Concretions have an otherworldly appeal in the middle of the Canadian Badlands.
As Saskatchewan visual artist/photographer Ken Delgarno notes in Badlands: A Geography of Metaphors, Red Rock’s concretions are especially striking because they’re out of whack with the surrounding grasslands, bentonite clay and grass-flecked hills. Seen at dusk or dawn, “the concretions appear like a discovery of strangers, wandering souls, exiled her from another world,” he writes. Delgarno believes the captivating concretions resemble “large dinosaur eggs or alien pods in various states of decay.”Concretions could surely stand in for inkblots for Rorschach tests.A Traveller’s Guide to Geological Wonders in Alberta, published in 1988 by the Provincial Museum of Alberta, devotes two pages to “the strange spheres of Red Rock Coulee.” It says the concretions “can show such remarkable symmetry that they have been erroneously mistaken for dinosaur eggs and brains, meteorites and even fossil animals.” Some are completely exposed. Others are just starting to emerge from the soft shale of the Bearpaw Formation.In search of guidance
I recognize cactus but could have used an expert guide at Red Rock Coulee.
I find myself wishing I’d brought along a geological nerd, but I get the next best thing from the folks at the Esplanade Archives in Medicine Hat — two typed pages and a hand-drawn map called “Information on Red Rock Coulee” written by the late Hope Johnson and shared from the Medicine Hat Historical and Museum Foundation.Johnson — an avid naturalist, amateur paleontologist and published illustrator of dinosaur fossils — provides explicit driving directions and details things like a small area of badlands within the coulee that’s much like Dinosaur Provincial Park. She enthuses about the shooting stars, golden beans, torch flowers, blue violets and wild roses that bloom in early summer.“Visitors are cautioned that the bedrock of this area is very bentonitic, which means that is is extremely treacherous when wet,” Johnson points out. “If rain threatens, get out fast, and do not visit this area in thawing conditions, nor shortly after any amount of rain.” I already know from travels through Alberta and Wyoming’s dinosaur country that mudstones made of bentonite turn into a slippery, greenish “dinosaur snot” when wet.Perhaps this is why Alberta Environment and Parks says Red Rock Coulee is only technically open from May to September. There aren’t any gates, but the winter road isn’t plowed and the concretion area may be treacherous when covered in snow or wet.Making family memories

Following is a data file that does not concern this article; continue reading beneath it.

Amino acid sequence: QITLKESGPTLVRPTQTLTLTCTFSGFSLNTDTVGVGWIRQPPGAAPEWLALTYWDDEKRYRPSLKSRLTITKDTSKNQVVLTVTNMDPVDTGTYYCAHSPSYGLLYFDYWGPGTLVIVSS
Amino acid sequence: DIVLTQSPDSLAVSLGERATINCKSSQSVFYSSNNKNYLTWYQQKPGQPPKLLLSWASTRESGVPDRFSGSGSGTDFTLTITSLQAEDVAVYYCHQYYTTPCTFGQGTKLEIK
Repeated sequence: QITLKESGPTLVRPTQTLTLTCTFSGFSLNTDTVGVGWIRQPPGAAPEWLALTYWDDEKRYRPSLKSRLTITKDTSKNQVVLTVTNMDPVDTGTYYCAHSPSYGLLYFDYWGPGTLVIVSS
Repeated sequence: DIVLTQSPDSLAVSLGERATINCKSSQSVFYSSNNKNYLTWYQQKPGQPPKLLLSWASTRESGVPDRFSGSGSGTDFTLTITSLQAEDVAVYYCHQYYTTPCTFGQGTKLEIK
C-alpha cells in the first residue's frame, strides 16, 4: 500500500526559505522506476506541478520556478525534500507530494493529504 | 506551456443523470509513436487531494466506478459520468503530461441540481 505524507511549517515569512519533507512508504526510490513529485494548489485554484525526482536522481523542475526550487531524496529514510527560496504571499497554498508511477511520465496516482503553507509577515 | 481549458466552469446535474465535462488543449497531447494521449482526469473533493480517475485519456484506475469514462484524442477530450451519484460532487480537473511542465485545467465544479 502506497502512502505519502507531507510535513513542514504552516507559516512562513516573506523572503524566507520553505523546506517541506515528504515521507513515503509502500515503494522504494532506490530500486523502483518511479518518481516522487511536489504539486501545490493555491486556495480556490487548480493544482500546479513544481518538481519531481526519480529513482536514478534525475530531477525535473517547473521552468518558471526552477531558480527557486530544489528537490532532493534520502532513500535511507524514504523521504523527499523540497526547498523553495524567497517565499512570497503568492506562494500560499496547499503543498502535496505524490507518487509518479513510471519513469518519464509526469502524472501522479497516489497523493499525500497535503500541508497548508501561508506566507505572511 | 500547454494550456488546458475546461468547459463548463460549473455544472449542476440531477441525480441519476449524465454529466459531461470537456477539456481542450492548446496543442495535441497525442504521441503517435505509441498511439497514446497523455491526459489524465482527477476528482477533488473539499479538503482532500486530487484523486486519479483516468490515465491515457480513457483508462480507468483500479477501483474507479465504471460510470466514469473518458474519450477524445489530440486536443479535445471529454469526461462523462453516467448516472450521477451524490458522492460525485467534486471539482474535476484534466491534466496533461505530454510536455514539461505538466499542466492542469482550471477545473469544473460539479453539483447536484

With the Sweet Grass Hills on the horizon, my kids enjoy a concretion.
I explore Red Rock another time in the gentle heat of the mid-morning summer sun. My husband, who is from these parts, is excited to see the small but distinctive Sweet Grass Hills of Montana on the horizon. My kids romp, mesmerized by every interesting concretion and every ordinary rock in the area, and make enough noise to ward off rattlesnakes.The secret is out
Nothing lasts forever. Not even the concretions of Red Rock Coulee.
When we arrive, we have Red Rock Coulee to ourselves. When we leave less than an hour later, the parking lot is jammed, relatively speaking, with seven cars. I hesitate to share news of such a special place so widely, but the truth is that as the parent material erodes, these lovely concretions are exposed and begin to slowly erode.
You’ll see concretions in various states of decay mingling with perfect siblings.
Some concretions are already split in half, broken into jagged bits or in the throes of cracking up. Take time to look closely and you might see “growth rings” (layers of sediment deposition) and fossilized shells, leaves and bones.No matter what shape they’re in, these gorgeous concretions deserve to be worshipped a little before they disappear, just like dinosaurs and aliens.
I love the desert vibe of Red Rock Coulee and each and every concretion.